CM . . .
. Volume XXIII Number 30. . . .April 14, 2017
Part of the “CitizenKid” series, The Banana-Leaf Ball, set in a refugee camp in Lukole, Tanzania, is based on the true story of Benjamin Nzobonankira. In 1993, at the age of 10, Benjamin and his family had to flee their home in Burundi when war broke out. He became separated from his family, travelling for months through the forest and surviving on plants and rainwater. Eventually, he was reunited with his father and some cousins at the refugee camp in Lukole. Life in the camp, with limited resources and a problem with gangs, was not easy, but the 2001 arrival of a coach from Right to Play marked the beginning of the creation of a peaceful community through sport and play. The emphasis on teamwork, education and the peaceful resolution of conflict helped to change attitudes and to empower children to overcome the effects of poverty, disease and conflict. Benjamin became a Right to Play volunteer, and eventually, when the camp closed, he returned to his native Burundi where, as leader of the national training team, he trained hundreds of coaches.
The book tells the story of Deo, a young boy whose character is based on Benjamin’s. Upon arriving at the refugee camp after several weeks of travelling, Deo attends school but keeps to himself. He misses the soccer games he used to play with his old friends, and he begins to fashion some dried banana-leaf twine with which to make a soccer ball. But Remy and his gang of bullies attack Deo and steal the twine. Deo creates another ball, hiding it this time. One day, a man with a real soccer ball appears at the camp and invites the children to form teams and play a soccer game. He appoints Deo as one of the team captains and, fortunately, places Remy on the same team. Skill and teamwork result in a win for their side, and so begins a tentative friendship between the boys. The next day, Deo shows the other children how to make a banana-leaf ball so that they can have fun playing soccer. Little by little, life in the refugee camp improves, and instead of living in fear, the people have hope for the future.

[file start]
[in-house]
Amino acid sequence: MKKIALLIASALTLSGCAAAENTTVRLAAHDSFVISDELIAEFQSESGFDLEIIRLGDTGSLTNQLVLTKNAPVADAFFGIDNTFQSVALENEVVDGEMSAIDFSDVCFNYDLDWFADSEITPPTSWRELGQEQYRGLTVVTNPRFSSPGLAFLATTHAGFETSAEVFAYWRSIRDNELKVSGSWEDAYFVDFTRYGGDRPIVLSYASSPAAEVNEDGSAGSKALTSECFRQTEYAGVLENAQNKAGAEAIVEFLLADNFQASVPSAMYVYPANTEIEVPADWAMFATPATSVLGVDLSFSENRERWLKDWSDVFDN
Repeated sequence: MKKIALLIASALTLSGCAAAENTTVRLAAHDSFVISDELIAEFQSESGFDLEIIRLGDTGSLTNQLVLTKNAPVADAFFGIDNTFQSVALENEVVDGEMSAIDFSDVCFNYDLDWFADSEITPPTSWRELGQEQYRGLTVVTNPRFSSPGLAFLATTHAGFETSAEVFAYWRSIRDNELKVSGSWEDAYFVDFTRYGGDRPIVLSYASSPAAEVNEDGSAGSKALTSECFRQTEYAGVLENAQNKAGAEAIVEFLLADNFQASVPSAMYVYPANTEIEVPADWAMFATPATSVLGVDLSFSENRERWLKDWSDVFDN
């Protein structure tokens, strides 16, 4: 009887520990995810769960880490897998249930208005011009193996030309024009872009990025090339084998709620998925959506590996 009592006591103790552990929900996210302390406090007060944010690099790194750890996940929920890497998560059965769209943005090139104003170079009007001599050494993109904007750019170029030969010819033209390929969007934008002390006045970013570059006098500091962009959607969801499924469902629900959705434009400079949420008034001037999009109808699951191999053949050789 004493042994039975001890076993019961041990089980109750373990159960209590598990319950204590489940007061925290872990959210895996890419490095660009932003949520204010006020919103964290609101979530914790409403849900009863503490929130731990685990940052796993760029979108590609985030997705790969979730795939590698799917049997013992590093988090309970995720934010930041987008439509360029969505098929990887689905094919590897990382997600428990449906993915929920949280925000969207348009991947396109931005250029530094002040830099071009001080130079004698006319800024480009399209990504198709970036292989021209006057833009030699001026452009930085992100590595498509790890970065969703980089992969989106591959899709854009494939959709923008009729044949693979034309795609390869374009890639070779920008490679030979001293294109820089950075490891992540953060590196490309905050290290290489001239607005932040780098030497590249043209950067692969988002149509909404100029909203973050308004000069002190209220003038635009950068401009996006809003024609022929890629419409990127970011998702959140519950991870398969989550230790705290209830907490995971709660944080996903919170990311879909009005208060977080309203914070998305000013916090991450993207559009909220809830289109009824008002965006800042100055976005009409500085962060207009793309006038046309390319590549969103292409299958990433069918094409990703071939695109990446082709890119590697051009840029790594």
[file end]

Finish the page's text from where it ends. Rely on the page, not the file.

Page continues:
At the back of the book, readers will find Benjamin’s true story as well as a map of East Africa and a couple of photos, one of banana-leaf balls and another of Benjamin with the children in the camp. There are a few pages devoted to six organizations from various parts of the world which foster compassion and confidence in boys and girls through sport and play. Also included are the rules for some fun games to try.
Deo’s story is told very simply, and though it might appeal to the older readers in the publisher’s target audience (ages 8-12), the text’s short sentences and the author’s writing style lend themselves to a younger audience. Illustrations, mostly rendered in greens, blues, golds and oranges and browns capture the East African setting and suit the mood of the book.
Though The Banana-Leaf Ball is worthy of purchase, this particular title is not quite as appealing visually or in terms of its content as are some of the others in the “CitizenKid” collection.
Gail Hamilton is a former teacher-librarian in Winnipeg, Manitoba.
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Copyright © the Manitoba Library Association. Reproduction for personal use is permitted only if this copyright notice is maintained. Any other reproduction is prohibited without permission.